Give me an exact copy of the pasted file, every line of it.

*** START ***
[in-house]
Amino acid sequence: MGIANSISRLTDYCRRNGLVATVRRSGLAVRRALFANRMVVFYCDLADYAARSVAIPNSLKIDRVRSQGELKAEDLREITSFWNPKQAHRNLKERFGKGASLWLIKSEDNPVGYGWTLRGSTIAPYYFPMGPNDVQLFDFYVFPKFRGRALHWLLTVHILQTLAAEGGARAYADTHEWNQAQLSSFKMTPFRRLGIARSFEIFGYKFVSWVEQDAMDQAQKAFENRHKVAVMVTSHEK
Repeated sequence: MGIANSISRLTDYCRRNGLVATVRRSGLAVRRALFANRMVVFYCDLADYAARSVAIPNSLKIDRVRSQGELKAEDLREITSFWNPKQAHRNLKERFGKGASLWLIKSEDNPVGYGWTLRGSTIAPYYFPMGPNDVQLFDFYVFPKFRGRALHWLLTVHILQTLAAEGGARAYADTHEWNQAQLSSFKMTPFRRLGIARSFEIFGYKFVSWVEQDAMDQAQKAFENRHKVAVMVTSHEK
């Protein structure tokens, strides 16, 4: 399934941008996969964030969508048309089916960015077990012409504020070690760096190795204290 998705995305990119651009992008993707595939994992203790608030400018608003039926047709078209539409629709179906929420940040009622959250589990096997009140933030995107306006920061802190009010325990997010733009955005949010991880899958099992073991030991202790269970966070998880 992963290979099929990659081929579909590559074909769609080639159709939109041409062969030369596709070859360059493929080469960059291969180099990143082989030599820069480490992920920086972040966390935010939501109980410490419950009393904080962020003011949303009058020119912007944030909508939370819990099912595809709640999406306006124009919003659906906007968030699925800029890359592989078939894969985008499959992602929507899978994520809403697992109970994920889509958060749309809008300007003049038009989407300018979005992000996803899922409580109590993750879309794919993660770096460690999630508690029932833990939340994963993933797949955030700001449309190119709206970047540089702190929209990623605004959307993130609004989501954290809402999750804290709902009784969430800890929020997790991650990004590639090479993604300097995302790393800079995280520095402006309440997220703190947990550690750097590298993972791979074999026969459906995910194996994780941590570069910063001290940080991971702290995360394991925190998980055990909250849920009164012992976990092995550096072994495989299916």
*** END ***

[in-house]
Amino acid sequence: MGIANSISRLTDYCRRNGLVATVRRSGLAVRRALFANRMVVFYCDLADYAARSVAIPNSLKIDRVRSQGELKAEDLREITSFWNPKQAHRNLKERFGKGASLWLIKSEDNPVGYGWTLRGSTIAPYYFPMGPNDVQLFDFYVFPKFRGRALHWLLTVHILQTLAAEGGARAYADTHEWNQAQLSSFKMTPFRRLGIARSFEIFGYKFVSWVEQDAMDQAQKAFENRHKVAVMVTSHEK
Repeated sequence: MGIANSISRLTDYCRRNGLVATVRRSGLAVRRALFANRMVVFYCDLADYAARSVAIPNSLKIDRVRSQGELKAEDLREITSFWNPKQAHRNLKERFGKGASLWLIKSEDNPVGYGWTLRGSTIAPYYFPMGPNDVQLFDFYVFPKFRGRALHWLLTVHILQTLAAEGGARAYADTHEWNQAQLSSFKMTPFRRLGIARSFEIFGYKFVSWVEQDAMDQAQKAFENRHKVAVMVTSHEK
């Protein structure tokens, strides 16, 4: 399934941008996969964030969508048309089916960015077990012409504020070690760096190795204290 998705995305990119651009992008993707595939994992203790608030400018608003039926047709078209539409629709179906929420940040009622959250589990096997009140933030995107306006920061802190009010325990997010733009955005949010991880899958099992073991030991202790269970966070998880 992963290979099929990659081929579909590559074909769609080639159709939109041409062969030369596709070859360059493929080469960059291969180099990143082989030599820069480490992920920086972040966390935010939501109980410490419950009393904080962020003011949303009058020119912007944030909508939370819990099912595809709640999406306006124009919003659906906007968030699925800029890359592989078939894969985008499959992602929507899978994520809403697992109970994920889509958060749309809008300007003049038009989407300018979005992000996803899922409580109590993750879309794919993660770096460690999630508690029932833990939340994963993933797949955030700001449309190119709206970047540089702190929209990623605004959307993130609004989501954290809402999750804290709902009784969430800890929020997790991650990004590639090479993604300097995302790393800079995280520095402006309440997220703190947990550690750097590298993972791979074999026969459906995910194996994780941590570069910063001290940080991971702290995360394991925190998980055990909250849920009164012992976990092995550096072994495989299916």